Consequences of termination
When businesses enter into contracts they typically focus on provisions such as price, duration and how the contract can be terminated. They often overlook, though, provisions that make clear what happens when the contract is terminated or expires.
The type and nature of the contract will determine the relevance and importance of those provisions. The arrangements might involve:
- sharing information which is sensitive or confidential in nature;
- using another’s licences through sub-licencing arrangements;
- using another’s property (vacation and repair considerations);
- having something only partially completed e.g. an incomplete installation or build;
- having unused or unsold stock or other materials sitting in its warehouse;
- supplying goods so that there might be work-in-progress and outstanding invoices; and
- payments made in advance of the provision of goods and services which have not yet been delivered or rendered.
If the contract is terminated or expires, what happens to the information, stock or licenses held by the other party? The discloser of the confidential information will likely want the information destroyed or returned to it; the owner of any unused or unsold stock will want its stock returned; and the freehold owner of the property will want the property repaired and left in a good state.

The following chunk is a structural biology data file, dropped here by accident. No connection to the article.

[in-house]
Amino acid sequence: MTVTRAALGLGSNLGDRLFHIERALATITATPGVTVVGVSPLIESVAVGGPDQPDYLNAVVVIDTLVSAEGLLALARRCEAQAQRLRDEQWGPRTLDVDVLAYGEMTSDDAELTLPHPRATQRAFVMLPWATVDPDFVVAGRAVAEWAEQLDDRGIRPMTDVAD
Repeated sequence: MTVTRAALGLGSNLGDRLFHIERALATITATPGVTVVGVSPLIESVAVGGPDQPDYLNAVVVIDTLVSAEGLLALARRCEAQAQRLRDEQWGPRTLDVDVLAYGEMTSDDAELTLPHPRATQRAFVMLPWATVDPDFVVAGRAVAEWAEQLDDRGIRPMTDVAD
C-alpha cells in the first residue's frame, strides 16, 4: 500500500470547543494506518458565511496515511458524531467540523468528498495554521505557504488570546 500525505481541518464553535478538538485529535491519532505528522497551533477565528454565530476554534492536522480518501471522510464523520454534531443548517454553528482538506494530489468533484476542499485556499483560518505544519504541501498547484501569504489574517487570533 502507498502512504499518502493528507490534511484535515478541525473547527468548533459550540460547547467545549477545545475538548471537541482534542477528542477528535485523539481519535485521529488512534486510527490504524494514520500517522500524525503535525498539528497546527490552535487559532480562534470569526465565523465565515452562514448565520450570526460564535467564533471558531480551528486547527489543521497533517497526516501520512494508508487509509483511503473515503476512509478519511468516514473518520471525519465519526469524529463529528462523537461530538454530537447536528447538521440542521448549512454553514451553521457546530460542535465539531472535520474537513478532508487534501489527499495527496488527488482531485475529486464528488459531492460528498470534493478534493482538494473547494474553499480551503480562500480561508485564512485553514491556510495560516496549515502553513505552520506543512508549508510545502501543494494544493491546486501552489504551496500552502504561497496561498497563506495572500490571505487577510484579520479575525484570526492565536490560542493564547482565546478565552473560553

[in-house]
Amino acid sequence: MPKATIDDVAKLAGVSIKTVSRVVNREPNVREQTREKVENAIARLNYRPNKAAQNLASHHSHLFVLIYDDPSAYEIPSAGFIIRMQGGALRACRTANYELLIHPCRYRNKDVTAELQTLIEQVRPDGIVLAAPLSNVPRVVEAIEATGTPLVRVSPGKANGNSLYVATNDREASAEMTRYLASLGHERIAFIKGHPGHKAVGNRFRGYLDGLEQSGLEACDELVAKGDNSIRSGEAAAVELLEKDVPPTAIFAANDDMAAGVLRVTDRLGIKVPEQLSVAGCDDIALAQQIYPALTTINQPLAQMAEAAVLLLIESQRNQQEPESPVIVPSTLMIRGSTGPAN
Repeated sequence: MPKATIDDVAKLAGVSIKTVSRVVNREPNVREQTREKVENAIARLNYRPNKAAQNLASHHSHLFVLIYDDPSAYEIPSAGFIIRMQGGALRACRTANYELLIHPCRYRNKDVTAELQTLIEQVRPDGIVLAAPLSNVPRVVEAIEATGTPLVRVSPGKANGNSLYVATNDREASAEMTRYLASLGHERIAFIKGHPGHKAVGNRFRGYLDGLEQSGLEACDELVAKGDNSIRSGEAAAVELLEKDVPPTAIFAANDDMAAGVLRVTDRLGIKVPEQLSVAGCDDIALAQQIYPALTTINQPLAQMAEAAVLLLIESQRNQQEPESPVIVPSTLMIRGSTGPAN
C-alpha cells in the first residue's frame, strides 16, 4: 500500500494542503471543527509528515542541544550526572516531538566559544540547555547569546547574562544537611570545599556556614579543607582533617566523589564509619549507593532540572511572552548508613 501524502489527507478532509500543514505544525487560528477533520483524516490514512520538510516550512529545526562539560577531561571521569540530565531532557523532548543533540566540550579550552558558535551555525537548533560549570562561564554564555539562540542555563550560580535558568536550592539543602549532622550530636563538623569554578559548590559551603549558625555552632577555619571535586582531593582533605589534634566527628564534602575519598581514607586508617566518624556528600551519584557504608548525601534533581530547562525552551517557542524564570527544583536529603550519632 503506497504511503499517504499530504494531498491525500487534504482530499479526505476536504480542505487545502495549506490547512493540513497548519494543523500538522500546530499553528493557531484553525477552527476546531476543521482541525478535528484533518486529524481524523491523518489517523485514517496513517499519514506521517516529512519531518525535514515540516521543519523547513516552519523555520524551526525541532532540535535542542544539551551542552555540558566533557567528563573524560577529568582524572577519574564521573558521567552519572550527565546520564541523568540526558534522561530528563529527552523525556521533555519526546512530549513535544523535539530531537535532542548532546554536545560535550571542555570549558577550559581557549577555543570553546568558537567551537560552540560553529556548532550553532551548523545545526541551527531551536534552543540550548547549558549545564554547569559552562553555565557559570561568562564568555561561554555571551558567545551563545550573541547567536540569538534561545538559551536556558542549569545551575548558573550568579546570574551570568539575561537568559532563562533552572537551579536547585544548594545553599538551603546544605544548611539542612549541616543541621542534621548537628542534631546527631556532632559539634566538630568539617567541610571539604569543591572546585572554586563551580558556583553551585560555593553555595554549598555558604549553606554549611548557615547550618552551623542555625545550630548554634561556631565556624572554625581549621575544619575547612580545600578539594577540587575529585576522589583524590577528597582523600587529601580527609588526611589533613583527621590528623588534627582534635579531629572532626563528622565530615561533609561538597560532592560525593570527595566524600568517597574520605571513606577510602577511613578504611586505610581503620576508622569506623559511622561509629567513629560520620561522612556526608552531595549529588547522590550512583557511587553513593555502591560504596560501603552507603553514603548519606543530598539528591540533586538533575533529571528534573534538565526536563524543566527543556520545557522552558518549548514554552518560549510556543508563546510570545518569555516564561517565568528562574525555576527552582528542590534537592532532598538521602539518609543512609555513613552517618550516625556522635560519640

Some rights and/or obligations might survive termination or expiration of the contract and so it is essential to be clear what these are and whether you need them to protect your business. For example, if you have shared highly sensitive information with another party, that information should remain confidential notwithstanding the end of the contract.
Aside from the practical commercial issues, a provision detailing consequences of termination will be fundamental in certain arrangements to address more technical matters such as whether the TUPE regulations apply and in determining whether a party is entitled to compensation as a result of being a commercial agent.
It can cause serious difficulties if these matters are not thought about and recorded in the contract. Please get in touch if we can assist you in preparing or reviewing any contractual arrangements.
This update is for general purposes and guidance only and does not constitute legal or professional advice. You should seek legal advice before relying on its content. This update relates to the prevailing circumstances at the date of its original publication and may not have been updated to reflect subsequent developments. If you have general queries about our updates, please email: firstname.lastname@example.org